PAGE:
Skip

3 posts tagged with media by amyms.
Displaying 1 through 3 of 3.

"If the news goes down too easily, it can't be good for you."

Amusing Ourselves to Depth: Is The Onion our most intelligent newspaper?: "While other newspapers desperately add gardening sections, ask readers to share their favorite bratwurst recipes, or throw their staffers to ravenous packs of bloggers for online question-and-answer sessions, The Onion has focused on reporting the news. The fake news, sure, but still the news. It doesn’t ask readers to post their comments at the end of stories, allow them to rate stories on a scale of one to five, or encourage citizen-satire. It makes no effort to convince readers that it really does understand their needs and exists only to serve them. The Onion’s journalists concentrate on writing stories and then getting them out there in a variety of formats, and this relatively old-fashioned approach to newspapering has been tremendously successful." The article is based on the premises of the late media critic Neil Postman, especially from his book "Amusing Ourselves To Death: Public Discourse In The Age Of Show Business."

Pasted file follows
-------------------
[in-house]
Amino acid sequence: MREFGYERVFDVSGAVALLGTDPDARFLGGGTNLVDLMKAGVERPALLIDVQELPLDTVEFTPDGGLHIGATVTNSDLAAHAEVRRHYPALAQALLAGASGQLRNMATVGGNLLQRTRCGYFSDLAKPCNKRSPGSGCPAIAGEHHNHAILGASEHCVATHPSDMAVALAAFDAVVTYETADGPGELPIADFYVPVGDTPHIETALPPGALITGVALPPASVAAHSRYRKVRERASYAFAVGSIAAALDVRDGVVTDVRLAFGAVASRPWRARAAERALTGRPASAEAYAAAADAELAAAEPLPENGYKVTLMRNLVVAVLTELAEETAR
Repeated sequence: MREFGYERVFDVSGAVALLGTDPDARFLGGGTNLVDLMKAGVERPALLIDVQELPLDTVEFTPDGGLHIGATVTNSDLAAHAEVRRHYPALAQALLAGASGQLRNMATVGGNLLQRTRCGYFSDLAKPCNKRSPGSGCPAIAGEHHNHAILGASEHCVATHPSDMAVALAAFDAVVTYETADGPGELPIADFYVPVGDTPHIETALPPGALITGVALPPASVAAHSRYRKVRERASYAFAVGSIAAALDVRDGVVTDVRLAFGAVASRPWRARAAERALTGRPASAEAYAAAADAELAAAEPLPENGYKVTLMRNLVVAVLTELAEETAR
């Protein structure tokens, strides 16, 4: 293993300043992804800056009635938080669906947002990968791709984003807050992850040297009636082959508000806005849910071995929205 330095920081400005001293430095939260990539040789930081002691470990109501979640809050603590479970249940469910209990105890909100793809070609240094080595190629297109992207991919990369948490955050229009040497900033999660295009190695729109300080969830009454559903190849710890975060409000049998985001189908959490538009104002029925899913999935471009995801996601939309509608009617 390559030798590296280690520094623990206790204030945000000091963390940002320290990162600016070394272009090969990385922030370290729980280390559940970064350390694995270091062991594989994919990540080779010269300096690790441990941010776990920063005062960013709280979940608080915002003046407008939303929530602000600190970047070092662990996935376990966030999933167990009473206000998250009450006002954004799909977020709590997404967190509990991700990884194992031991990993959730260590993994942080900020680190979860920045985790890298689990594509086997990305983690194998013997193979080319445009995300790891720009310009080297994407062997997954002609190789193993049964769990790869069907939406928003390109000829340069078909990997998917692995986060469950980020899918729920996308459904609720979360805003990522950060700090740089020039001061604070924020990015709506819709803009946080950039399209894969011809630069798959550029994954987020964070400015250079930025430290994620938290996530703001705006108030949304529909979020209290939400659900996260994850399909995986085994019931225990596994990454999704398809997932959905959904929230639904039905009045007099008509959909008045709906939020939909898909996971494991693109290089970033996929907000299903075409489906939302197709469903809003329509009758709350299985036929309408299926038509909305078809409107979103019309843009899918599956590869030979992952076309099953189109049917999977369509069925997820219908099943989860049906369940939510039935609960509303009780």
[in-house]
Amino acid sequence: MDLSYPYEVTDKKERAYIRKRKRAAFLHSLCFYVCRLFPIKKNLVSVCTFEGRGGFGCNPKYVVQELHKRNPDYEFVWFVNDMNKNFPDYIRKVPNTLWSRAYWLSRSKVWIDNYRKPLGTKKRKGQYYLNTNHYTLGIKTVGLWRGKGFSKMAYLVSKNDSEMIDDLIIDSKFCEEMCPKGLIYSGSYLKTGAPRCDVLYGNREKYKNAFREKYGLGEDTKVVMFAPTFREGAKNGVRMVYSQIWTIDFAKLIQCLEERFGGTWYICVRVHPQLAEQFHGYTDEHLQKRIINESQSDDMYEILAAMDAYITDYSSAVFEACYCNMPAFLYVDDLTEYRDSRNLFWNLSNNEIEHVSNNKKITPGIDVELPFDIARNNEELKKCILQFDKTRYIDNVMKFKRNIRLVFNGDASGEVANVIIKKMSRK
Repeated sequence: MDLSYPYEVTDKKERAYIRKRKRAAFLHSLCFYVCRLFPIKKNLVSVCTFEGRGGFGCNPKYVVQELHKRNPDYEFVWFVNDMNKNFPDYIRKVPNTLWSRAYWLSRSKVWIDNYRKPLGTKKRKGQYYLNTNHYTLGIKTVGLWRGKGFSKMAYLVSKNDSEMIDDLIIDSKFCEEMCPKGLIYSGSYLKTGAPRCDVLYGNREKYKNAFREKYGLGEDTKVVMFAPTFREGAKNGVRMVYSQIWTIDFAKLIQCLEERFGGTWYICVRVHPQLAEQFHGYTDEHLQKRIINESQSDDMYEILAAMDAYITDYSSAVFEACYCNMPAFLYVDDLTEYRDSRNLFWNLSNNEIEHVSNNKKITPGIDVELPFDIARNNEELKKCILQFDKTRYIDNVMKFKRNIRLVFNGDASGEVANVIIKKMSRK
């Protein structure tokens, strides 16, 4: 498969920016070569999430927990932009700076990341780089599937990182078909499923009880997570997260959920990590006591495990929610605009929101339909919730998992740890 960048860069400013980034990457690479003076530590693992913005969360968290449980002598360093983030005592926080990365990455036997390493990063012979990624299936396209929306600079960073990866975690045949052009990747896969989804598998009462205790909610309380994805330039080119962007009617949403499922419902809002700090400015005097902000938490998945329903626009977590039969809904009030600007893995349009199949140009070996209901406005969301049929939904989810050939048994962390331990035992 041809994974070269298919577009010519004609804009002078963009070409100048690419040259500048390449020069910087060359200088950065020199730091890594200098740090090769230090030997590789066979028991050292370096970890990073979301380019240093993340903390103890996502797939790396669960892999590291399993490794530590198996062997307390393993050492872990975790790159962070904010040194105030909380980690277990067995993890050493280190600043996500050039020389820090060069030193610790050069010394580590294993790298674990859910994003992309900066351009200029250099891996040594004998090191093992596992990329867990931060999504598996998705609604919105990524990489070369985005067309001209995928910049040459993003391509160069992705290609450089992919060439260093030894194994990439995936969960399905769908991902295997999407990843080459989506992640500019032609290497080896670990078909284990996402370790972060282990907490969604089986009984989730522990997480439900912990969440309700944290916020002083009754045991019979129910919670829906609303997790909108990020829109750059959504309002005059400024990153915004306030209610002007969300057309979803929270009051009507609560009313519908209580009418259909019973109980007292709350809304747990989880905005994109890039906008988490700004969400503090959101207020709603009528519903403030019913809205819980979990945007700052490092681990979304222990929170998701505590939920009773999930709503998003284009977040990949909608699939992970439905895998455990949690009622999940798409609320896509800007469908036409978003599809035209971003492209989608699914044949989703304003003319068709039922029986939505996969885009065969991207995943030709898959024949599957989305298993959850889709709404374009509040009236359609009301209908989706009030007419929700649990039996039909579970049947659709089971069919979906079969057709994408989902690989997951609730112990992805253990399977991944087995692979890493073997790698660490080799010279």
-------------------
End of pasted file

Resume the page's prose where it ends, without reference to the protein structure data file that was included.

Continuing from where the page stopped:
posted by amyms on Oct 20, 2007 - 47 comments

Americans Cared More About Baby Jessica Than About Chernobyl

NewsFilterFilter: What Kind Of News Do People Really Want? A recent study by the Pew Research Center For The People & The Press analyzes 165 separate surveys of Americans' news preferences (conducted over a period of 20 years). One of the findings would have been obvious to most Mefites: "Polarizing social issues involving family, sexuality, patriotism and God engender the highest levels of attention." Crime, health and politics have consistently received mid-level attention. Tabloid and entertainment news (Paris and Britney, this means you), science and technology, and "foreign" news? Meh, not so much.
posted by amyms on Sep 4, 2007 - 47 comments

To Protest. To Question. To Disprove.

Are You Generic? "Giving Brand-America the finger since 2001." The folks at Are You Generic have a few basic demands: "natural, unprocessed foods; ad-free space; trustworthy news sources; a healthy body image; promotion of the independents; and the spread of knowledge." They're getting their message across by means of "culture jams." Their first target was Starbucks in 2002. Some more recent actions are listed here, including Confessions of a Generic Magazine. But they have stuff for sale, so some might argue that they're not that much different than those they mock. Either way, their site does have a great collection of international street art.
posted by amyms on Mar 20, 2007 - 63 comments

Page: 1
Posts